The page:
Two politically connected music industry moguls have attached their company names to the Nashville Fairgrounds Speedway, giving what racing enthusiasts say is momentum to keep racing at the site long-term.
The sponsors, announced Friday, are Mike Curb and Scott Borchetta, both major Nashville music industry players with histories of support for auto racing. Curb, former Republican lieutenant governor of California, owns Curb Sports Inc., and a record label with the same name. Borchetta is founder and president of Big Machine Records.
“With their names being attached to it, it solidifies how important this place is to so many,” racing promoter Shane Smiley said at Friday’s announcement. “You’re going to find more people coming up and thinking about sponsoring.
“This verifies we’re strong and we’re back,” he said.
Those involved with the sponsorship negotiations declined to say how much the two parties paid for the two-year sponsorships.
Earlier this year, the five-member Metro Board of Fair Commissioners contracted former NASCAR drivers Bobby Hamilton Jr. and Chad Chaffin to hold racing events at the much-disputed speedway for the next two years.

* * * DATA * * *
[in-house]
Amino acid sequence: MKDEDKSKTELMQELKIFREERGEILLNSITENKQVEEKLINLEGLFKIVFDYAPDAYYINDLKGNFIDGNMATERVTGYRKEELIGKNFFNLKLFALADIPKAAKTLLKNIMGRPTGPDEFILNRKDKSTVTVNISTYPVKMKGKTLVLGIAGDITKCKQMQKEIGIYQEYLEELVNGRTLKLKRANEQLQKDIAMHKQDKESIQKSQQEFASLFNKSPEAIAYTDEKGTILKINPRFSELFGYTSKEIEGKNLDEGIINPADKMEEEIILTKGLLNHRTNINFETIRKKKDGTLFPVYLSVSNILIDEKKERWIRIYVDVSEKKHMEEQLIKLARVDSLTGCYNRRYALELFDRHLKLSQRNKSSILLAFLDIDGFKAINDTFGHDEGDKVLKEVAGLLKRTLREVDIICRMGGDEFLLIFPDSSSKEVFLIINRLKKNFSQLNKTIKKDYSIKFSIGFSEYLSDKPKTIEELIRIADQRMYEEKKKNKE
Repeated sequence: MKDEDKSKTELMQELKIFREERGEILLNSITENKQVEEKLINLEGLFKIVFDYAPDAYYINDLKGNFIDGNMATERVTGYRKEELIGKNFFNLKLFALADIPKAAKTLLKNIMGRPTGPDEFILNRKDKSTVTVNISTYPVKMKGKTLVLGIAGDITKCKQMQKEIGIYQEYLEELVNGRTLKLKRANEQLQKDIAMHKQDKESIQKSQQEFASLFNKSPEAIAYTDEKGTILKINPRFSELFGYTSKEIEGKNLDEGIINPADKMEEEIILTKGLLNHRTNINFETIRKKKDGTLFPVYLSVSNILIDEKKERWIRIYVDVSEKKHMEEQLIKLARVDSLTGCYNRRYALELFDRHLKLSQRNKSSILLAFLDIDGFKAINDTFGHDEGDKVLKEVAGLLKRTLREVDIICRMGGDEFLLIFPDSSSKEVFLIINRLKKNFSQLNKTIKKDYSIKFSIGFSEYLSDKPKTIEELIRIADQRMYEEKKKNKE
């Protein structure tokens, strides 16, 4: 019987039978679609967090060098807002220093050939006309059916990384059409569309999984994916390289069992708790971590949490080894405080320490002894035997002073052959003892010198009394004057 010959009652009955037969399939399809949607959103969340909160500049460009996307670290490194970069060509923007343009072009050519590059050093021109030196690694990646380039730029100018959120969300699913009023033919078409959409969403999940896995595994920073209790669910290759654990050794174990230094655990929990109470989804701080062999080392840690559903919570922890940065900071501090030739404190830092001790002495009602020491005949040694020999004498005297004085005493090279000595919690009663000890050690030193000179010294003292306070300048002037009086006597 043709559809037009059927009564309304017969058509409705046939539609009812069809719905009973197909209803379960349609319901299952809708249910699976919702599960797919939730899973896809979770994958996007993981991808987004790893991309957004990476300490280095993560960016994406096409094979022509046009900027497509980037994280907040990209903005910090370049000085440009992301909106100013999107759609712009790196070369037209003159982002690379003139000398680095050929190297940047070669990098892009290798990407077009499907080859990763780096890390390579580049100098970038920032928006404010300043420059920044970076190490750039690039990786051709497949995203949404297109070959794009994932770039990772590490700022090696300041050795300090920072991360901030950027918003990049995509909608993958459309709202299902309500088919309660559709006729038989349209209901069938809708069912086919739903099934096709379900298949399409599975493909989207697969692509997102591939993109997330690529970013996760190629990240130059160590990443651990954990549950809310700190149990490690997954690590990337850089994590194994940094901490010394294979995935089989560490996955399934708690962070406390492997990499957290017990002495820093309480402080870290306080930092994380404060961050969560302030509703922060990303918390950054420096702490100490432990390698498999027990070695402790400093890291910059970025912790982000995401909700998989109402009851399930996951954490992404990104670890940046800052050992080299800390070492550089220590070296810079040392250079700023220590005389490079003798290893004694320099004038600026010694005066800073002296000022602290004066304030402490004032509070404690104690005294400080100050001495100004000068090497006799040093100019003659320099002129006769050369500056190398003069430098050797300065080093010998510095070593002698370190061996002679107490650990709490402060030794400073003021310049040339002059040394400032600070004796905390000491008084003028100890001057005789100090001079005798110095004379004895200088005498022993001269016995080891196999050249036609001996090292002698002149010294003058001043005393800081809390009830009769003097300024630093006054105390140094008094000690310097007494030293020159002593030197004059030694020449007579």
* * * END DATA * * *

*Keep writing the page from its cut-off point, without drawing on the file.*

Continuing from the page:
Beyond 2012, the future of racing at the 117-acre fairgrounds is in doubt, with a public referendum slated for Election Day on Aug. 4 to decide whether to keep the status quo at the property.
Gathered before a small crowd of reporters, Hamilton showed off a new logo that reads: “Nashville Fairgrounds Speedway, sponsored by Curb Sports Inc. and BigMachineRecords.com.”
The logo is to greet fairgrounds visitors as they enter at Wedgewood Avenue and Nolensville Pike, according to Smiley. Racing fans will also notice it on the walls of the track and the backside of the scoreboard speedway, he said.
In the works, Smiley said, are potential promotions, giveaways and future national anthems sung by artists represented by the sponsors, as well as post-racing concerts.
Clients of Big Machine Records include Taylor Swift, Rascal Flatts and Steel Magnolia.
Hamilton said Curb and Borchetta merge the “political side and racing side” necessary for racing to have long-term backing. Smiley indicated the sponsors would be interested in extending their contracts beyond two years, if given the chance.